Josephine is the nice girl. She’s so nice that she remains living at home with her mother, working in a dead-end job, when she really wants to do what she wants to do. One problem is that she doesn’t know what that is.
“Nice Girl” by Melissa Ross is the new production at Raven Theatre. Lauren Shouse sympathetically directs this heartfelt and down-to-earth story of four people whose lives didn’t turn out as they hoped. Life’s bleakness is the underlying theme of “Nice Girl,” set in a middle-class Boston suburb in fall 1984.
At a time when so many theater productions (and films and TV) are focused on political and social trauma, it’s fulfilling to watch two hours of theater that tell the stories of ordinary people. “Nice Girl” is beautifully written, sometimes humorous, sometimes wrenchingly poignant. Its dialogue is spot-on natural. I imagine any woman in the audience, for instance, was taken back, as I was, to arguments with my own mother, who constantly annoyed me even though I loved her dearly.
The main story belongs to Josephine (Lucy Carapetyan), a middle-aged woman who has lived at home all but eight months of her life. Twenty years ago, she spent eight months going to Radcliffe College on a scholarship, a sign that someone was ready to invest in her future. But her father’s illness meant she had to quit school and she lost her scholarship. Since then, she has lived at home with her hypochondriac mother, working in a clerical job for an insurance firm. Her mother (Lynne Baker) yearns for her daughter to meet the right man, get married and have grandchildren. (Mom was almost in the Rockettes—she had a 19-inch waist! but got married instead.) And Josephine yearns to go somewhere—Paris, perhaps, or Milwaukee or Phoenix.
Jo’s work friend, Sherry (Stella Martin), is a more worldly woman. She befriends Jo and encourages her to dress up, make up and hit the singles bars with her. Sherry has a child and a boyfriend who she just learned is “kinda married.”
Donny (Benjamin Sprunger), an old high school friend, works in his uncle’s grocery store and he flirts with Jo over her purchase of veal chops or ground beef. They decide to attend the coming high school class reunion and Donny invites Josephine to go with him. It’s sort of a date. Sherry helps her shop for a new dress and does her hair and makeup on the big night.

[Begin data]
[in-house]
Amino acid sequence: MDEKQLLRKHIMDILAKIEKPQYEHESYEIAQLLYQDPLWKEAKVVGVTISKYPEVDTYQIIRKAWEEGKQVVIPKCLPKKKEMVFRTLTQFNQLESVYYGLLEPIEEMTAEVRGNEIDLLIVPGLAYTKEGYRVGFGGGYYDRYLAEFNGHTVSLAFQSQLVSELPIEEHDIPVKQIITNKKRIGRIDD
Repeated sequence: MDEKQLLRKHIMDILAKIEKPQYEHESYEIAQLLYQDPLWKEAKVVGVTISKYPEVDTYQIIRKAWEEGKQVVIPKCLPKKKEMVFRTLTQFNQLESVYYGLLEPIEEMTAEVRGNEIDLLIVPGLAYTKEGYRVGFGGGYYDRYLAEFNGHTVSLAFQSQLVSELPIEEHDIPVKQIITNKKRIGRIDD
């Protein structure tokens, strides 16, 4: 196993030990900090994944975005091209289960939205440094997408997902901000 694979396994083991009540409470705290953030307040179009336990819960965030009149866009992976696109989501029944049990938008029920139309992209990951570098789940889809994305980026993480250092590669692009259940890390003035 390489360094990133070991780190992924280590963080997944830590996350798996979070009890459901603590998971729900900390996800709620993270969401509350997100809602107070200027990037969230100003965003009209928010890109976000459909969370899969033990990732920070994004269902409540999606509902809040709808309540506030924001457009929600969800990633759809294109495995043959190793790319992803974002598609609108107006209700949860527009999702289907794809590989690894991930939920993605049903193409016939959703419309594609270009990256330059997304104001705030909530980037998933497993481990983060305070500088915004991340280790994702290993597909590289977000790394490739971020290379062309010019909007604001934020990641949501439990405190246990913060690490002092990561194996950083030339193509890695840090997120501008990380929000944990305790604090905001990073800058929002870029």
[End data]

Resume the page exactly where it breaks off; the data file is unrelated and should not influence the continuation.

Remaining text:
A conversation between Jo and Donny late in the play sums up the story. Donny is disappointed in his life too. “I married the girl I was supposed to marry. Be a butcher cuz my father was a butcher. I did all the things I was supposed to do…. And I’m not sure I’m too happy.” And Jo adds, “You know what I think? I think nobody’s happy. It’s a joke. From God. Being happy doesn’t exist.” Despite that exchange, there’s a ray of hope at the end.
The somewhat downscale Boston middle class environment is richly realized through Shouse’s direction and the fine performances of the four actors. Lauren Nigri’s perfect scenic design, primarily showing Josephine’s home—living room, kitchen and front porch—is skillfully changed from scene to scene by Becca Jeffords’ lighting. Props and set dressing by John Buranosky maintain the perfect tone too—including the can of Tab that Jo drinks as she sits in the workplace breakroom with Sherry. Eric Backus’ original music and sound design blend in period music to complete the sonic setting. Costume design is by Noel Huntzinger.
The four actors carry off the middle class Boston accents almost perfectly, thanks to the work of dialect coach Jason K. Martin.
Playwright Melissa Ross is also the author of “Thinner Than Water,” produced here in 2014 by the Gift Theatre, plus “You Are Here,” “Do Something Pretty,” “Good Stock” and other plays. She’s a member of the :New American Writers Group at Primary Stages and Labyrinth Theater Company.
This review was previously published at thirdcoastreview.com.